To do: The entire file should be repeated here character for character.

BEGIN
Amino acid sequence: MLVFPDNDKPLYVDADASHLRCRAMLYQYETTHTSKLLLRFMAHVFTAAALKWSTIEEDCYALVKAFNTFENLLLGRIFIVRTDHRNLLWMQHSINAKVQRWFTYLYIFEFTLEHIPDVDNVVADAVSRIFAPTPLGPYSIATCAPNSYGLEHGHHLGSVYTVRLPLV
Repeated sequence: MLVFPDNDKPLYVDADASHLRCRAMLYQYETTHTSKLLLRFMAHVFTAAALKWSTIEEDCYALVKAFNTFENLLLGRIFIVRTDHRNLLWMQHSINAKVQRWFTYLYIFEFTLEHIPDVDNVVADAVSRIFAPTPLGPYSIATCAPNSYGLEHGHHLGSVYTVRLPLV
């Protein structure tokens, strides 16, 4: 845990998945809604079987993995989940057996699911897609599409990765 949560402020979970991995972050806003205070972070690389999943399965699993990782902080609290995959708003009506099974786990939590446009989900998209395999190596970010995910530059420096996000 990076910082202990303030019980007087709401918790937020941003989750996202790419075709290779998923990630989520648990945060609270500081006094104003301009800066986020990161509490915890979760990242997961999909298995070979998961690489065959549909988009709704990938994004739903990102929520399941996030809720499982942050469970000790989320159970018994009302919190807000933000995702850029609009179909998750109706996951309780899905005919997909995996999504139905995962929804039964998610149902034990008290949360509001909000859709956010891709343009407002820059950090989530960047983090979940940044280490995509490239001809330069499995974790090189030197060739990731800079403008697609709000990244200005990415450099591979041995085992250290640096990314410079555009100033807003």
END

Amino acid sequence: MLVFPDNDKPLYVDADASHLRCRAMLYQYETTHTSKLLLRFMAHVFTAAALKWSTIEEDCYALVKAFNTFENLLLGRIFIVRTDHRNLLWMQHSINAKVQRWFTYLYIFEFTLEHIPDVDNVVADAVSRIFAPTPLGPYSIATCAPNSYGLEHGHHLGSVYTVRLPLV
Repeated sequence: MLVFPDNDKPLYVDADASHLRCRAMLYQYETTHTSKLLLRFMAHVFTAAALKWSTIEEDCYALVKAFNTFENLLLGRIFIVRTDHRNLLWMQHSINAKVQRWFTYLYIFEFTLEHIPDVDNVVADAVSRIFAPTPLGPYSIATCAPNSYGLEHGHHLGSVYTVRLPLV
């Protein structure tokens, strides 16, 4: 845990998945809604079987993995989940057996699911897609599409990765 949560402020979970991995972050806003205070972070690389999943399965699993990782902080609290995959708003009506099974786990939590446009989900998209395999190596970010995910530059420096996000 990076910082202990303030019980007087709401918790937020941003989750996202790419075709290779998923990630989520648990945060609270500081006094104003301009800066986020990161509490915890979760990242997961999909298995070979998961690489065959549909988009709704990938994004739903990102929520399941996030809720499982942050469970000790989320159970018994009302919190807000933000995702850029609009179909998750109706996951309780899905005919997909995996999504139905995962929804039964998610149902034990008290949360509001909000859709956010891709343009407002820059950090989530960047983090979940940044280490995509490239001809330069499995974790090189030197060739990731800079403008697609709000990244200005990415450099591979041995085992250290640096990314410079555009100033807003």